2016 Dodge Charger SXT Review

The Dodge Charger is now in its second year of an update that brought a Dart-style front fascia and a number of other new design elements. In fact, every body panel was altered with this update, not just the nose. Overall, the redesign achieved its goal of keeping the Charger fresh for a few more years.

It’s easy to try to dismiss the Charger as a vehicle from another era, when full-size three-box American sedans were the default vehicle of everybody who didn’t own a truck or a hatchback. But the addition of the newest tech and innate convenience features combined with a very modest starting price can still surprise at a time when there are much smaller sedans claiming to be premium that easily surpass the Charger’s sticker price.

 

Under the hood of the Charger is a 3.6-liter V6 good for 300 hp, with power sent to all four wheels via an eight-speed TorqueFlite automatic transmission (that no longer uses the recalled Monostable shifter, by the way). This is the base engine and, even though the Hellcat Charger offers more than double the horsepower count, the performance is more than enough to keep things moving. Acceleration comes without the nose lifting, thanks to all-wheel drive, and nosediving on hard braking is kept in check as well — impressive for something this big.

 

The Charger’s wide stance would suggest a propensity to lean in the corners but this is something that Dodge engineers have managed to keep a very tight lid on. The Charger stays very well composed in the twisties even if there is a bit of protest from the wide tires, and there is not as much body lean as you’d expect in something this large. That’s perhaps one of the best parts of the chassis; the Charger is nimble enough to perform sudden maneuvers without much drama, which is probably why the police agencies of so many states are fond of it. The fact the platform itself is not exactly new makes this quality all the more impressive, even though the turning radius is not a tidy as it could be.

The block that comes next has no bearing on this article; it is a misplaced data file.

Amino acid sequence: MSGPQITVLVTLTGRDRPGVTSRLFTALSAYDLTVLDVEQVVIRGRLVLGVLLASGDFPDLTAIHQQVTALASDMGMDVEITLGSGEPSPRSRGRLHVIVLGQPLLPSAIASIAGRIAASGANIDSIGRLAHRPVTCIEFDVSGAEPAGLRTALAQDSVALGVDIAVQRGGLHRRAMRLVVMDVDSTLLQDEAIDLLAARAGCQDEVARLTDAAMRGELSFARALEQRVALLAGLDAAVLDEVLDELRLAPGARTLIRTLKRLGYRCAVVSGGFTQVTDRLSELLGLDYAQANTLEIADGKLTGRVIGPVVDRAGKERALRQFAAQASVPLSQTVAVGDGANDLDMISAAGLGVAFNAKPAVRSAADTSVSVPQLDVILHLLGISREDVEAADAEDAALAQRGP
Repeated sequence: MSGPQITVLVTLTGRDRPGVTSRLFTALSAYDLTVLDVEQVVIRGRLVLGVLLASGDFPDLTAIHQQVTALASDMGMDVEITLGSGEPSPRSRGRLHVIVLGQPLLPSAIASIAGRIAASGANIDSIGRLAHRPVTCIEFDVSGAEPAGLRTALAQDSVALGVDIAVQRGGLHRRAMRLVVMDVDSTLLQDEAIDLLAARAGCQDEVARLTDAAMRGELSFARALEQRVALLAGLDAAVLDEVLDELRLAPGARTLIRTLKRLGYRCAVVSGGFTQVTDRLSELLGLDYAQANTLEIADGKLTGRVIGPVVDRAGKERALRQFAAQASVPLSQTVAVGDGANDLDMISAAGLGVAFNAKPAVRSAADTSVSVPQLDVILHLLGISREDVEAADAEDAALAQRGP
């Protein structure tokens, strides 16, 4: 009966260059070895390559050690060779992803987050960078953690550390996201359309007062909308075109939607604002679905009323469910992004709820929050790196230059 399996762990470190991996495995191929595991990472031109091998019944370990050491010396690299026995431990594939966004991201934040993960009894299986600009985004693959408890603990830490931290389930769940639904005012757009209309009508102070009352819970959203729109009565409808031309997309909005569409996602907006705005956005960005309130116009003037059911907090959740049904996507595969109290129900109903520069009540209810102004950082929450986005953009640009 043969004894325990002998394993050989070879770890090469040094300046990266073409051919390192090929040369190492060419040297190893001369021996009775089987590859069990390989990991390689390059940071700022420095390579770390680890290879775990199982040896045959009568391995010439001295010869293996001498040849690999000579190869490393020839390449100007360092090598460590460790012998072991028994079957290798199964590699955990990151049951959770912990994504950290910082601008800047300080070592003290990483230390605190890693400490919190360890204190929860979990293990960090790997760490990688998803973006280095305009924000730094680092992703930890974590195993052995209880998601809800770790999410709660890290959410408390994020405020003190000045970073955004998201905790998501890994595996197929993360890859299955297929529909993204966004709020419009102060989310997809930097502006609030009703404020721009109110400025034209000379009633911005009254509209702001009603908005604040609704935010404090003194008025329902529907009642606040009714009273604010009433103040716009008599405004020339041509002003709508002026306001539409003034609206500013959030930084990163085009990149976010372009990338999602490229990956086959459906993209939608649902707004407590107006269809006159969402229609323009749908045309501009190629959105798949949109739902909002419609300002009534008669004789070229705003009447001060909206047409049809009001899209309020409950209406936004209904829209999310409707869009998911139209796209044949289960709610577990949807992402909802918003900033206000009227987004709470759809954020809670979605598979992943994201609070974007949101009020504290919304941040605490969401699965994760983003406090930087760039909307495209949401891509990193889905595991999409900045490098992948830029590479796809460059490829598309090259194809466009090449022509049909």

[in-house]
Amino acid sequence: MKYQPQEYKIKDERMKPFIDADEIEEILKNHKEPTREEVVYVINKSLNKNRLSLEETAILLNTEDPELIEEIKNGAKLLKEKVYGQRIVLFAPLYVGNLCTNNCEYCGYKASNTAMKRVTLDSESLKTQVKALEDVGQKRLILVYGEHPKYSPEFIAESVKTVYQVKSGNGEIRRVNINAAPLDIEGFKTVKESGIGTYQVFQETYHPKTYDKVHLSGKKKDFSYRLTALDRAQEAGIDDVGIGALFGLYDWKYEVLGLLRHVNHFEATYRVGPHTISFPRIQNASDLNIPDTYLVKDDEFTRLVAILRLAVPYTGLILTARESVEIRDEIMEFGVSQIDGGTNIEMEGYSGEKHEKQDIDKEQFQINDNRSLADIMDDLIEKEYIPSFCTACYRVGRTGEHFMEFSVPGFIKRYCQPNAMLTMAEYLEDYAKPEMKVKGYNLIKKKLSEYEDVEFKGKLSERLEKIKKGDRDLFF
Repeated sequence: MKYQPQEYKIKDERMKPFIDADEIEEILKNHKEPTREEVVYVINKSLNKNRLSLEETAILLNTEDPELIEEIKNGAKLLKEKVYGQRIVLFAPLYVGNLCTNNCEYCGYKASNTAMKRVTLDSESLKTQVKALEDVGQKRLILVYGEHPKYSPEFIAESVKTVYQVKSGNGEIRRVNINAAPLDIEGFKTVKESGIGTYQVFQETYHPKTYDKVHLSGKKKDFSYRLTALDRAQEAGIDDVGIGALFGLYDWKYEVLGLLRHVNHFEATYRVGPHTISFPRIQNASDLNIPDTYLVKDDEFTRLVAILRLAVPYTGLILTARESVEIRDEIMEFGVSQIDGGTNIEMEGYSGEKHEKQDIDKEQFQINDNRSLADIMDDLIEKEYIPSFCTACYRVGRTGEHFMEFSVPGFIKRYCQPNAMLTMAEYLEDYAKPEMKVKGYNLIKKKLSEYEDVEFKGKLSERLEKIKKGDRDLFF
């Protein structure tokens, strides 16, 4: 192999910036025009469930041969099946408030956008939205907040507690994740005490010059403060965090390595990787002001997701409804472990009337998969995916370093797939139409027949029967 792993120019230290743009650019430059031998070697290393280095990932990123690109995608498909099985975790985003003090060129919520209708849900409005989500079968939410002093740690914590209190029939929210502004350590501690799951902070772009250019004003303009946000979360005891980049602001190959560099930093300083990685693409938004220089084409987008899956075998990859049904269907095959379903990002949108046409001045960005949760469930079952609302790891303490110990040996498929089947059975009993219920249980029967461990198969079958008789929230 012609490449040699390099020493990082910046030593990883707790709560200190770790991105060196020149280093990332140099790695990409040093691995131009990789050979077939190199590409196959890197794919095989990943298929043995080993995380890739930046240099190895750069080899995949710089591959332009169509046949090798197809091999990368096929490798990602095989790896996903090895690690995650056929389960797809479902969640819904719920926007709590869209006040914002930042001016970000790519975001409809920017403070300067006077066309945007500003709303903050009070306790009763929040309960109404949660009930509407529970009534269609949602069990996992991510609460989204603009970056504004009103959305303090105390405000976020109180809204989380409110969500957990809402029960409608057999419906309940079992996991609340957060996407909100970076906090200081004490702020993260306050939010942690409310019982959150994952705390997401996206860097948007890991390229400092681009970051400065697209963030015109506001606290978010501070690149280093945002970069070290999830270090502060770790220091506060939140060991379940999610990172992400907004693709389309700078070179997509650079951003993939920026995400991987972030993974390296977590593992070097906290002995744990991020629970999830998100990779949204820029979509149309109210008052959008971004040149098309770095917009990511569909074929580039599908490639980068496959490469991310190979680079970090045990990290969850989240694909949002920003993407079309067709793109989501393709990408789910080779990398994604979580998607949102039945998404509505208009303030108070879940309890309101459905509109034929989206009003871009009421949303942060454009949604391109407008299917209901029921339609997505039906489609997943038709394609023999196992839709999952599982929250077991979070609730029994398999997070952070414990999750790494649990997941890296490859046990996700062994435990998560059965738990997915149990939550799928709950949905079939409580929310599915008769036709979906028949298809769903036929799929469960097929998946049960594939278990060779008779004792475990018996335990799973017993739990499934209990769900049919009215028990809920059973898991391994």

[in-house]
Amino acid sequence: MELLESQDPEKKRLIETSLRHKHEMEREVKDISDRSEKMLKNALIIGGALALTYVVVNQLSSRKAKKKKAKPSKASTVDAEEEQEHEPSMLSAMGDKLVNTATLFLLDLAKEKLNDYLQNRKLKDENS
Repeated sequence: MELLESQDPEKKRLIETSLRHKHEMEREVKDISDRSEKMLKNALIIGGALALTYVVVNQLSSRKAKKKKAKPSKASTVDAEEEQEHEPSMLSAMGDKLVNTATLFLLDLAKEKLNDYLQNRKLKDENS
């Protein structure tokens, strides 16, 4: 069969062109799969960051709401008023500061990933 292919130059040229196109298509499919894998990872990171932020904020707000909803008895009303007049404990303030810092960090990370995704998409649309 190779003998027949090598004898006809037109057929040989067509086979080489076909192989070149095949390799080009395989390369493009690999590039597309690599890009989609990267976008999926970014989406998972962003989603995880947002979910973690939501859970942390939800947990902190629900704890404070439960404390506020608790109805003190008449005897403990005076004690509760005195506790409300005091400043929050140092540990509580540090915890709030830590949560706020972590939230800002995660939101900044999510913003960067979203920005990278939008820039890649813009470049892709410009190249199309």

The Dodge Charger SXT Premium is equipped with a 3.6-liter V6 producing 300 hp, connected to an eight-speed TorqueFlite automatic transmission.
PHOTO BY AUTOWEEK


 

The interior of the Charger in SXT Premium trim is a spacious and comfortable space in which to spend time, and it makes a good use of the materials in a way that doesn’t bore the eyes. The cabin feels well put together, and despite the abundance of black plastic up front the interior looks and feels reasonably luxurious. A few details like cross-stitching on the seats and center console, as well as the door panels, add an expensive feel to the cabin. There is still plenty of plastic to go around, but it doesn’t feel like the cheap, shiny kind that some other sedans in this price range still serve up from time to time. When it comes to infotainment, the corporate UConnect touchscreen remains one of the more intuitive systems out there with easy-to-read icons and an easy-to-reach surface, and all the controls are easy to decipher.

Overall, the cabin feels well proportioned, it’s easy to climb into and out of, and there’s generous headroom.

 

With a starting price of $32,990, the Charger offers a lot for the buck, and optioned with the Rallye pack and the AWD Premium Group it arrives right at the $40,000 mark. Much smaller premium sedans have no trouble reaching this price point with a few options added on. I’d keep it closer to the starting price if ordering one, just to stay out of the Chrysler 300’s price range.

 

— Jay Ramey, associate editor


 

The Dodge Charger SXT Premium is equipped with a 3.6-liter V6 producing 300 hp, connected to an eight-speed TorqueFlite automatic transmission.
PHOTO BY AUTOWEEK

 

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